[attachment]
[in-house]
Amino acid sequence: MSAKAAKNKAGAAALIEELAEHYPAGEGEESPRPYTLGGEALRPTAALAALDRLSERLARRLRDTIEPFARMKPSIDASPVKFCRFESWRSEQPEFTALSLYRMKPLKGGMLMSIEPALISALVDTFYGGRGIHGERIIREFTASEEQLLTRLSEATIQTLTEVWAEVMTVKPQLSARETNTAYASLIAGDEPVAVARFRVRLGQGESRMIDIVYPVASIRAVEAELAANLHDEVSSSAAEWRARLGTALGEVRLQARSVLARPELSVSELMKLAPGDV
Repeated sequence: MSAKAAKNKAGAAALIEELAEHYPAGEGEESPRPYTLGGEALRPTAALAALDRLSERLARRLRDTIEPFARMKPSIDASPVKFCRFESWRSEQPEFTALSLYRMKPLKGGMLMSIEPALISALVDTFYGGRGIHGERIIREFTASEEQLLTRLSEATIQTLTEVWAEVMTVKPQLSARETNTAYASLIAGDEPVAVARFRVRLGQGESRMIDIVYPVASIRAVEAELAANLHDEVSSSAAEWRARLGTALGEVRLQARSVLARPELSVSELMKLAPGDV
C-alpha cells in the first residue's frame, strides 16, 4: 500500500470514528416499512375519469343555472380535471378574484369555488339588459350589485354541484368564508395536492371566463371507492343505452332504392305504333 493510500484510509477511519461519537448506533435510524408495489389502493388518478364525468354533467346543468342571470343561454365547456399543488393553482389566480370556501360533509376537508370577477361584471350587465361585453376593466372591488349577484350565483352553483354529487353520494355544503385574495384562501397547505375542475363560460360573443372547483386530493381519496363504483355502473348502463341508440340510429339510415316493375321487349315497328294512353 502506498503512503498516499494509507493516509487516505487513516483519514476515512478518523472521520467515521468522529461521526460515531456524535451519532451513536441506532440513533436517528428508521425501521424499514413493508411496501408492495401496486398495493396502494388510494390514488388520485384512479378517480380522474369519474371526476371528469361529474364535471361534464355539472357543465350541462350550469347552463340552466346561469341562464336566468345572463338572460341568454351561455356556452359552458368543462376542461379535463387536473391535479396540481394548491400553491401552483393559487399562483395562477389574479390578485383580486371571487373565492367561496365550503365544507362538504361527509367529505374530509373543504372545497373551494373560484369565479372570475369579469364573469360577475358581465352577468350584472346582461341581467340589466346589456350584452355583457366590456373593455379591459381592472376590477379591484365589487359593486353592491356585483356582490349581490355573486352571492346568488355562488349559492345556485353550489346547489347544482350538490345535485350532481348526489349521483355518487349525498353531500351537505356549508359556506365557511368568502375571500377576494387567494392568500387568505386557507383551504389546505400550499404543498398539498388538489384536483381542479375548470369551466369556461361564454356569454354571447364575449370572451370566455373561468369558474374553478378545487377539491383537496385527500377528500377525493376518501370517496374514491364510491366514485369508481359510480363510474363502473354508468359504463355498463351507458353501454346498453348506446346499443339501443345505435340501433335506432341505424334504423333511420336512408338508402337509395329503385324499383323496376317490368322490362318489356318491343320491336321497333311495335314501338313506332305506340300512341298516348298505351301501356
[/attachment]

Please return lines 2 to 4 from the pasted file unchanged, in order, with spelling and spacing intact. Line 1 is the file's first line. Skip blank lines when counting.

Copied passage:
Amino acid sequence: MSAKAAKNKAGAAALIEELAEHYPAGEGEESPRPYTLGGEALRPTAALAALDRLSERLARRLRDTIEPFARMKPSIDASPVKFCRFESWRSEQPEFTALSLYRMKPLKGGMLMSIEPALISALVDTFYGGRGIHGERIIREFTASEEQLLTRLSEATIQTLTEVWAEVMTVKPQLSARETNTAYASLIAGDEPVAVARFRVRLGQGESRMIDIVYPVASIRAVEAELAANLHDEVSSSAAEWRARLGTALGEVRLQARSVLARPELSVSELMKLAPGDV
Repeated sequence: MSAKAAKNKAGAAALIEELAEHYPAGEGEESPRPYTLGGEALRPTAALAALDRLSERLARRLRDTIEPFARMKPSIDASPVKFCRFESWRSEQPEFTALSLYRMKPLKGGMLMSIEPALISALVDTFYGGRGIHGERIIREFTASEEQLLTRLSEATIQTLTEVWAEVMTVKPQLSARETNTAYASLIAGDEPVAVARFRVRLGQGESRMIDIVYPVASIRAVEAELAANLHDEVSSSAAEWRARLGTALGEVRLQARSVLARPELSVSELMKLAPGDV
C-alpha cells in the first residue's frame, strides 16, 4: 500500500470514528416499512375519469343555472380535471378574484369555488339588459350589485354541484368564508395536492371566463371507492343505452332504392305504333 493510500484510509477511519461519537448506533435510524408495489389502493388518478364525468354533467346543468342571470343561454365547456399543488393553482389566480370556501360533509376537508370577477361584471350587465361585453376593466372591488349577484350565483352553483354529487353520494355544503385574495384562501397547505375542475363560460360573443372547483386530493381519496363504483355502473348502463341508440340510429339510415316493375321487349315497328294512353 502506498503512503498516499494509507493516509487516505487513516483519514476515512478518523472521520467515521468522529461521526460515531456524535451519532451513536441506532440513533436517528428508521425501521424499514413493508411496501408492495401496486398495493396502494388510494390514488388520485384512479378517480380522474369519474371526476371528469361529474364535471361534464355539472357543465350541462350550469347552463340552466346561469341562464336566468345572463338572460341568454351561455356556452359552458368543462376542461379535463387536473391535479396540481394548491400553491401552483393559487399562483395562477389574479390578485383580486371571487373565492367561496365550503365544507362538504361527509367529505374530509373543504372545497373551494373560484369565479372570475369579469364573469360577475358581465352577468350584472346582461341581467340589466346589456350584452355583457366590456373593455379591459381592472376590477379591484365589487359593486353592491356585483356582490349581490355573486352571492346568488355562488349559492345556485353550489346547489347544482350538490345535485350532481348526489349521483355518487349525498353531500351537505356549508359556506365557511368568502375571500377576494387567494392568500387568505386557507383551504389546505400550499404543498398539498388538489384536483381542479375548470369551466369556461361564454356569454354571447364575449370572451370566455373561468369558474374553478378545487377539491383537496385527500377528500377525493376518501370517496374514491364510491366514485369508481359510480363510474363502473354508468359504463355498463351507458353501454346498453348506446346499443339501443345505435340501433335506432341505424334504423333511420336512408338508402337509395329503385324499383323496376317490368322490362318489356318491343320491336321497333311495335314501338313506332305506340300512341298516348298505351301501356